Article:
At a festive banquet at all AAUW conventions, a well-known woman and national leader spoke and received the AAUW Achievement Award, a national AAUW honor that came with a unique glass sculpture designed by a famous artist. I don’t remember who the honoree was at the 1981 convention, but I certainly remember some of the later ones. They included Sarah Weddington, who argued Roe vs. Wade before the Supreme Court at the age of 26 even though she could not get a job at a law firm, Justice Sandra Day O’Connor;  Justice Ruth Ginsburg; Madeline Albright; past Secretary of State; Gloria Steinem, the founder of Ms. Magazine; and Sally Ride, the first woman in Space. Each spoke at a different AAUW Convention that I attended and were featured in Outlook, the AAUW magazine, before the convention at which they spoke and were honored.

The 2003 National AAUW Convention

The 2003 convention in Providence, Rhode Island, was also attended by many Vermont AAUW members. In the group photo of Vermonters in Providence, you will recognize four women who are still members of the Bennington Branch. They are Jennifer Kern, Judy Murphy, Gudrun Hutchins, and Jane Chamay. The other women were members of the Brattleboro, Middlebury, Randolph, and St. Albans Branches. This convention was also close to home and many of us attended because we could drive there.

The last National AAUW convention attended by Bennington Branch members took place in Washington DC in 2005. Jennifer Kern and I were roommates and Judy Murphy joined us for two days to lobby and to hear featured speaker Madeleine Albright, the first female Secretary of State during the Clinton Administration.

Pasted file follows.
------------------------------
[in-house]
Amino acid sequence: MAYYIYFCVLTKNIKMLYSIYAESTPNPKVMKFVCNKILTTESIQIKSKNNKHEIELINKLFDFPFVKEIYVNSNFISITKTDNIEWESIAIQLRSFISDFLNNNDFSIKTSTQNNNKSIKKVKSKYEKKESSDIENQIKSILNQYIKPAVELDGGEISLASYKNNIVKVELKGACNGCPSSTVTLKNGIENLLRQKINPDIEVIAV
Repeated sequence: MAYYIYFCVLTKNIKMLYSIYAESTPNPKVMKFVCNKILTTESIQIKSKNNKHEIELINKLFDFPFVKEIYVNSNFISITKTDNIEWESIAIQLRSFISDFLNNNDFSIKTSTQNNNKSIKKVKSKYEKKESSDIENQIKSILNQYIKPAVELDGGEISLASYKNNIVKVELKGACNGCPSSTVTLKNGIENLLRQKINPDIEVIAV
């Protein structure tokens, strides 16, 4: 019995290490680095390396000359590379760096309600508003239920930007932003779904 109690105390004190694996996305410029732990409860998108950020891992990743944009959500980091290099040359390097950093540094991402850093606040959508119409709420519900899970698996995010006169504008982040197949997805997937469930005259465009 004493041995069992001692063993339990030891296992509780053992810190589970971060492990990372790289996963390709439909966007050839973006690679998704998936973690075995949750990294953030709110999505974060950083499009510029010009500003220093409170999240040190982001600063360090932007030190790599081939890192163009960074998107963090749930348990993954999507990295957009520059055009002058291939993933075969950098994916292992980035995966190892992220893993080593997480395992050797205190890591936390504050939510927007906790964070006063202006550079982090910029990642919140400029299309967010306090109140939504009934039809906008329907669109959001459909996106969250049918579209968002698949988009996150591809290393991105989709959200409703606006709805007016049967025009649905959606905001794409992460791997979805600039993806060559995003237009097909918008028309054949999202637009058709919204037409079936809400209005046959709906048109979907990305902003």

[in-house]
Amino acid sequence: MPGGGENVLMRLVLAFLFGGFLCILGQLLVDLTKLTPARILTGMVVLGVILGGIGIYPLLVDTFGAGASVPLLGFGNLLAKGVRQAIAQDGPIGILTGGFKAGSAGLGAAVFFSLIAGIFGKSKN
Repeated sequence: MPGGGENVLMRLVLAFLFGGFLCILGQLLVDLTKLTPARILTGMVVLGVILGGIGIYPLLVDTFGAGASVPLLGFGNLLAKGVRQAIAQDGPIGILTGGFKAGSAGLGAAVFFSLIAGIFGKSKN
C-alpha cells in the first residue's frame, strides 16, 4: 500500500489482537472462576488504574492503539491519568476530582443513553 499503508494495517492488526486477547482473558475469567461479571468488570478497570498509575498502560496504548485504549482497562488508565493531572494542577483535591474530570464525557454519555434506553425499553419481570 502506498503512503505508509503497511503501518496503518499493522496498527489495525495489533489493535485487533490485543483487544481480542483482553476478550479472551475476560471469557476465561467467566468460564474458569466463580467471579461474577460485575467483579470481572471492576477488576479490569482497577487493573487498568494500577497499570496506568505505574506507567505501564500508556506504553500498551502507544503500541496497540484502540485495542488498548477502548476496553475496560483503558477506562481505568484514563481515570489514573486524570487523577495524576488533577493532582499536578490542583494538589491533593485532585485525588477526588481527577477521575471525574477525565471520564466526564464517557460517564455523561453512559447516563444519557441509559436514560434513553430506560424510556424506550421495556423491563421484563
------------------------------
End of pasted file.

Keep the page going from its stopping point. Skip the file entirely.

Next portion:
AAUW National Conventions have been discontinued. AAUW membership has dropped from 230,000 in 1981 to less than 50,000 at present. Also, long-time AAUW members like me no longer have the mobility required to walk from Convention Center to Hotel or to visit the large Congressional Office Buildings in Washington. I am grateful that I had the opportunity to attend a total of eight National AAUW conventions and many regional and state AAUW conferences at an earlier time. They served as a counterweight to my professional life of electron microscopy, microanalysis, and semiconductor development with mostly male co-workers.

Jennifer Kern is kneeling in the front on the right side; Jane Chamay is in the back row on the right side.; Gudrun is to the left of Jane. (I may the least recognizable); Judy Murphy is in front of Gudrun and Jane — ducking down a bit to not be in front of us.

The woman in the blue top in the back row is Dorothy Rand of the Middlebury Branch who was the Vermont State President at the time of the Providence Convention. The rest of the women are from the Burlington, Brattleboro, Middlebury, Randolph, and St. Albans branches.

(The wide teal ribbon worn by one member indicates that she is available to help members from other areas of the country to locate a specific workshop, a bathroom, or a place to eat. Nearly all attendees from the New England Region took a turn as volunteers for a few hours.)